The Native American Rights Fund is committed to the well-being of Native American children and their families.

A photo of a smiling girl and boy

To that end, we have created this website to help you find resources related to the welfare of our youngest tribal citizens. It includes information about the Indian Child Welfare Act (ICWA) and how to implement it correctly, federal and state laws and regulations, case updates and materials, and the latest news and resources related to the welfare of Native children and families.

We hope that you find these materials useful and we invite you to contact us at

Featured: Brackeen v. Haaland

Brackeen v. Haaland now at the U.S. Supreme Court

As the U.S. Supreme Court decides if it will review four lower court decisions related to the Indian Child Welfare Act (ICWA), an unprecedentedly large group of child welfare and tribal sovereignty protectors united in defense of ICWA. On Oct. 8, the Supreme Court received three amicus briefs urging the Court to protect ICWA, filed by:

  • 180 tribal nations
  • 35 Native organizations
  • 25 states and the District of Columbia
  • Casey Family Programs
  • 10 child welfare and adoption organizations

The amicus briefs provide vital context to two of the cases the Court may review: the petition from tribal intervenors and the petition from the U.S. federal government. Both petitions ask the Supreme Court to review the Fifth Circuit Court of Appeals Brackeen v. Haaland decision, a case challenging the constitutionality of ICWA.

The Tribal amicus brief focuses on the Indian child welfare crisis that led Congress to enact ICWA. The states’ brief describes how ICWA has become a critical tool for protecting Indian children and fostering state-tribal collaboration. The Casey Family Programs brief highlights how ICWA exemplifies child welfare best practices and leads to better outcomes for Indian children. By February 2022, the Supreme Court will decide whether to review the lower court’s ruling.

Brackeen v. Haaland: Fifth Circuit Decision

(April 6, 2021) – Today, the United States Fifth Circuit Court of Appeals published its en banc decision in Brackeen v. Haaland, a case challenging the constitutionality of the Indian Child Welfare Act (ICWA). While the Protect ICWA Campaign is pleased to see that the court recognized that ICWA generally is within Congress’s authority, we are deeply concerned that aspects of this opinion misunderstand the unique relationship between the United States and tribal nations.  The opinion is 325 pages long, and given its length and complexity, we are still analyzing the decision and will provide further information in the coming days. ICWA is in the best interest of Indian children and families, and we are firmly committed to protecting the law.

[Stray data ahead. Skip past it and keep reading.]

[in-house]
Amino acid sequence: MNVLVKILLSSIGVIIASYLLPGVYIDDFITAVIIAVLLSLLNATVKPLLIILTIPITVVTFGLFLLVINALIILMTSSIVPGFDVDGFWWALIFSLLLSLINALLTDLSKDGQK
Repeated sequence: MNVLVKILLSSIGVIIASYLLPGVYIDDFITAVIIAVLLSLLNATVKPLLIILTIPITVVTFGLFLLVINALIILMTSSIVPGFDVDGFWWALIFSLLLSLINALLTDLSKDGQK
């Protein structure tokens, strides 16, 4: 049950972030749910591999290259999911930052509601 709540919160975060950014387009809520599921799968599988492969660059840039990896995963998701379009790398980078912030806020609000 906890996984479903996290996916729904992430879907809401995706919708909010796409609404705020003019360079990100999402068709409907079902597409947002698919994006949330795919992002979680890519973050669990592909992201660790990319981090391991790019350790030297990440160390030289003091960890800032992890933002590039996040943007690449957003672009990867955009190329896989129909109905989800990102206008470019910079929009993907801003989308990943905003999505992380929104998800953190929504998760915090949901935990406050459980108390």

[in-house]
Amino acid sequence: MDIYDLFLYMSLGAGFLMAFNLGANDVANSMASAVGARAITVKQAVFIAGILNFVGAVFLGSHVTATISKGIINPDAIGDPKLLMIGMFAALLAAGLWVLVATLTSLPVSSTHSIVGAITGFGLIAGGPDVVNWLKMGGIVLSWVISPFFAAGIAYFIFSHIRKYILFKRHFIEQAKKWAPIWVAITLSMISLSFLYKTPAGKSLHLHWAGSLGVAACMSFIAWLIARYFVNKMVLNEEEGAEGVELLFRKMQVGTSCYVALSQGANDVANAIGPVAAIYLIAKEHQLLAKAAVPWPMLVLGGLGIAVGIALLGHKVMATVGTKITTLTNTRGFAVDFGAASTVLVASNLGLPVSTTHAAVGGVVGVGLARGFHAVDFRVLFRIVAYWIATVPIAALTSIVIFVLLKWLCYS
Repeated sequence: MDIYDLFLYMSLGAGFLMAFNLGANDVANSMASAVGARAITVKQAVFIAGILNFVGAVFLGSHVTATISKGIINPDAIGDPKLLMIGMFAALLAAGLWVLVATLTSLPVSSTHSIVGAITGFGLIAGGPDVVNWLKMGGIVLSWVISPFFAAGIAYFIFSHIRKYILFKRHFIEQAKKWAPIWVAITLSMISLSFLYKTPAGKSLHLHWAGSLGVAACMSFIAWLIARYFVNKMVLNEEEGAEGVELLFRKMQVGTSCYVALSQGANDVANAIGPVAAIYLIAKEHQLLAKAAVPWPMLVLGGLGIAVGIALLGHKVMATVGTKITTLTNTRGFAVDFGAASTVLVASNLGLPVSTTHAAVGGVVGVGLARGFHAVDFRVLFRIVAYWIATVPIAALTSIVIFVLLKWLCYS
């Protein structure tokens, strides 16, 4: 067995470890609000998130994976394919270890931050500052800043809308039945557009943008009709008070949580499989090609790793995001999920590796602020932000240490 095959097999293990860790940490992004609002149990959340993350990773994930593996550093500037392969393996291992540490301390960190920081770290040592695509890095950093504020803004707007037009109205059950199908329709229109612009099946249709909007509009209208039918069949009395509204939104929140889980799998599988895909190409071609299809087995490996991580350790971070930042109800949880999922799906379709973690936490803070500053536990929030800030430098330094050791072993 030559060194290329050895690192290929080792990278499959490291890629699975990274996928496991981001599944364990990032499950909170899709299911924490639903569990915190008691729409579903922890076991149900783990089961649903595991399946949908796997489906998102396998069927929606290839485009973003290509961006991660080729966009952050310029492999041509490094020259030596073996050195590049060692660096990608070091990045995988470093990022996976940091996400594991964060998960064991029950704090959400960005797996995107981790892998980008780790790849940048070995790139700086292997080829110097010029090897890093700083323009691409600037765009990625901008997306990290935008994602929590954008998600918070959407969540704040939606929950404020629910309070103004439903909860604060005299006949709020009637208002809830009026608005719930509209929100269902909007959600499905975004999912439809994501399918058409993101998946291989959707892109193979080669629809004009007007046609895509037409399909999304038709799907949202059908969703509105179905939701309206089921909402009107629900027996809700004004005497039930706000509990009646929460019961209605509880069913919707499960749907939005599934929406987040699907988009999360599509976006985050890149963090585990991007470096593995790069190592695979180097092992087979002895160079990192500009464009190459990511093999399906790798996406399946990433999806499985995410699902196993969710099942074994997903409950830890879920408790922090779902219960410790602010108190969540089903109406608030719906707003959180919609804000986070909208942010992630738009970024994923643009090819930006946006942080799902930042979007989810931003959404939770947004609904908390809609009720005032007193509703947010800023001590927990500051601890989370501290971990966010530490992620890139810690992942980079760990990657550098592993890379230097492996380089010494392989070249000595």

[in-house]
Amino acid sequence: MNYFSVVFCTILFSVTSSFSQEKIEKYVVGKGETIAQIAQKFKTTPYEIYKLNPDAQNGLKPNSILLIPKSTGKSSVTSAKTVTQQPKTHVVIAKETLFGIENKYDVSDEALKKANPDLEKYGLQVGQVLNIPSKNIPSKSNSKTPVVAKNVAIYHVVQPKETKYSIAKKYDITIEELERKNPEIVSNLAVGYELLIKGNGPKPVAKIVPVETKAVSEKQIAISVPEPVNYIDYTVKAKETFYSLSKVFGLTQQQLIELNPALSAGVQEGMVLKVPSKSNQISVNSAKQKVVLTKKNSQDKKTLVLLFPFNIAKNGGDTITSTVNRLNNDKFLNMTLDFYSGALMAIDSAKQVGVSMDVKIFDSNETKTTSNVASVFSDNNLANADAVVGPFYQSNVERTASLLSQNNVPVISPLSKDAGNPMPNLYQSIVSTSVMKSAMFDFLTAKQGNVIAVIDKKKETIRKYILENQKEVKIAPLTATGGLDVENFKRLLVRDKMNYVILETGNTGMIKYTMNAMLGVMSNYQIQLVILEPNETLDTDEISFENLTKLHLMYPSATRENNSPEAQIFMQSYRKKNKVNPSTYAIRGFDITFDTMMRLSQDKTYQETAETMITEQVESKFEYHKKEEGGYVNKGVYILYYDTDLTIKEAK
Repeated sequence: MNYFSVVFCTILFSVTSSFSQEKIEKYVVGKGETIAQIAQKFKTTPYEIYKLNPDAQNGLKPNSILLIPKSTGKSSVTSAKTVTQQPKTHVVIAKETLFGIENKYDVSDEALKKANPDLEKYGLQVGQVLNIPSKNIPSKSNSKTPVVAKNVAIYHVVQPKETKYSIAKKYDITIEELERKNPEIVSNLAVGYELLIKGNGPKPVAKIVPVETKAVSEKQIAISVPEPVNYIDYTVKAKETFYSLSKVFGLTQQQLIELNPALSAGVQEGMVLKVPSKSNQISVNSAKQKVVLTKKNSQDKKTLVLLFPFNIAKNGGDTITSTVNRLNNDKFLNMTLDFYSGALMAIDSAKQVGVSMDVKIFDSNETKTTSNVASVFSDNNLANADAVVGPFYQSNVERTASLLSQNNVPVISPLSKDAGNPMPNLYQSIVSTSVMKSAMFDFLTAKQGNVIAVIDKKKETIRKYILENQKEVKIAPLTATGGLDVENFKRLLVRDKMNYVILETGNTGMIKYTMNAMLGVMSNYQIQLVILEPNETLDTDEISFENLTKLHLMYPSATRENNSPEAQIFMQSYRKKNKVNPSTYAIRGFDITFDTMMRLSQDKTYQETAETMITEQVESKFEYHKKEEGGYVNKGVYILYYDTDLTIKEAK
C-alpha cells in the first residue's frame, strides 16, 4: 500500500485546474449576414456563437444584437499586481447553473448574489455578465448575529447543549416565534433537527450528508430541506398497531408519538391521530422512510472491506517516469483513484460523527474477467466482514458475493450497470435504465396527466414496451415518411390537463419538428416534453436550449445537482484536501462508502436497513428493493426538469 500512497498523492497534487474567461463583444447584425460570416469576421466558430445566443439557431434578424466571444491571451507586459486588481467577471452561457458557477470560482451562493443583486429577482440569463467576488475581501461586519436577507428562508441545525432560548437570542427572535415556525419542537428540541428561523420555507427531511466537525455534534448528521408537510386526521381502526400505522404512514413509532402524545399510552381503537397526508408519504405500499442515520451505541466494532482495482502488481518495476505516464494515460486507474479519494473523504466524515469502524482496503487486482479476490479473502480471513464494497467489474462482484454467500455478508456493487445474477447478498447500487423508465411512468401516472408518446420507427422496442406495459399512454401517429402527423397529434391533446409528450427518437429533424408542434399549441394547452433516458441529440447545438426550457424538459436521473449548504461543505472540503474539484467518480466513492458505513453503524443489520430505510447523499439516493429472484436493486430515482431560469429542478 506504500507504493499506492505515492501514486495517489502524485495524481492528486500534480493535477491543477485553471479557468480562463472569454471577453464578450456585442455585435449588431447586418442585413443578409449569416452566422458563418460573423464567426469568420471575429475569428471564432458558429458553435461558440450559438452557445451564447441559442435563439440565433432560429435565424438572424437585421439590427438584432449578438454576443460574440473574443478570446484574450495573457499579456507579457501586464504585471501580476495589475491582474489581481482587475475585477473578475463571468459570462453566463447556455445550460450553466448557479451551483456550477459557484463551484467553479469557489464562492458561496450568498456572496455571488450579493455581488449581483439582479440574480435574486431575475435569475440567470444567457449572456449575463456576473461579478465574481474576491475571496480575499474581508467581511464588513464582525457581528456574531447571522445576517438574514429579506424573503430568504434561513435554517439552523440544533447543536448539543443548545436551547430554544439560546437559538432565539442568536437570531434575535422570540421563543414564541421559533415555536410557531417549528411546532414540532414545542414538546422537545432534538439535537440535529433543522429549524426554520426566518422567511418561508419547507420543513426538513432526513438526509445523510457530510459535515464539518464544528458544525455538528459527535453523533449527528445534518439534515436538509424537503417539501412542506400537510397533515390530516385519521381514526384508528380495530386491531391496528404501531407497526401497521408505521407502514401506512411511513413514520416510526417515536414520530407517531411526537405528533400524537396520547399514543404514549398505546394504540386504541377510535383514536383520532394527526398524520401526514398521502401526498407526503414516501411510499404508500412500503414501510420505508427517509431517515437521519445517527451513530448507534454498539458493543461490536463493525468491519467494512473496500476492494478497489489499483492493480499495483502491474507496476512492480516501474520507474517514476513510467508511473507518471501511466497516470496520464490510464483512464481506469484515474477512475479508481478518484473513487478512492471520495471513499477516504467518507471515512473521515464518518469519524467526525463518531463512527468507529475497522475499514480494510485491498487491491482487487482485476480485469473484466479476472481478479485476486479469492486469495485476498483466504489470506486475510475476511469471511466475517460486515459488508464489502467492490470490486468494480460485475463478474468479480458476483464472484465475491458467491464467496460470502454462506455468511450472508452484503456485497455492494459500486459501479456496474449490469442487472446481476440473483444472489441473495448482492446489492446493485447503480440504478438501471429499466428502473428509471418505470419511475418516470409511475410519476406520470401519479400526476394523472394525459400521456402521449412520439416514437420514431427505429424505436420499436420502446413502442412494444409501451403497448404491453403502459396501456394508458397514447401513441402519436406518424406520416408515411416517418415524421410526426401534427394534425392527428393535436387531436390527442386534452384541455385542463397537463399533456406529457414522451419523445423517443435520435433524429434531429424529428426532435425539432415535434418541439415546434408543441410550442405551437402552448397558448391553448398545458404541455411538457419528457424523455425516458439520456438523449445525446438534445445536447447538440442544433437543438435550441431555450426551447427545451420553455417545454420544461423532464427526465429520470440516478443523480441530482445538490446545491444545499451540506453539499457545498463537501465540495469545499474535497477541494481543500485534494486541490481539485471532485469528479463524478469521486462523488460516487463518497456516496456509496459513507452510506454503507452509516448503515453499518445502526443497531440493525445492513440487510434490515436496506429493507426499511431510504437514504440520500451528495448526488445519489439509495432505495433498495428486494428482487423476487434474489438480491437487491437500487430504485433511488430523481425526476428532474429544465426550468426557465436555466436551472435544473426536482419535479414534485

Read the full decision here:

To see how the Brackeen decision may affect your ongoing ICWA case, see the Brackeen v. Haaland Decision Tree (also at right).

Find full case documents on the Tribal Supreme Court Project website.

Read more about case on the NARF Brackeen v. Haaland web page.

An Introduction to the Indian Child Welfare Act

To learn more about the details of the law and how it is applied, check out NARF’s “A Practical Guide to the Indian Child Welfare Act.”

The Indian Child Welfare Act (ICWA) is a federal law enacted in 1978 protecting the well-being and best interests of Indian children and families by upholding family integrity and stability and keeping Indian children connected to their community and culture. It is widely recognized as following best practices and being the gold standard in in the field of child welfare.

ICWA also reaffirms the inherent rights of tribal nations to be involved in child welfare matters involving their citizens and advocate for the best interest of their tribal members. Because of its strong foundation, many states have enacted similar state legislation to protect Native American families in their community. Learn more about how we are defending the law that defends our children in our Summer/Fall 2019 issue of the NARF Legal Review.



Legis. History



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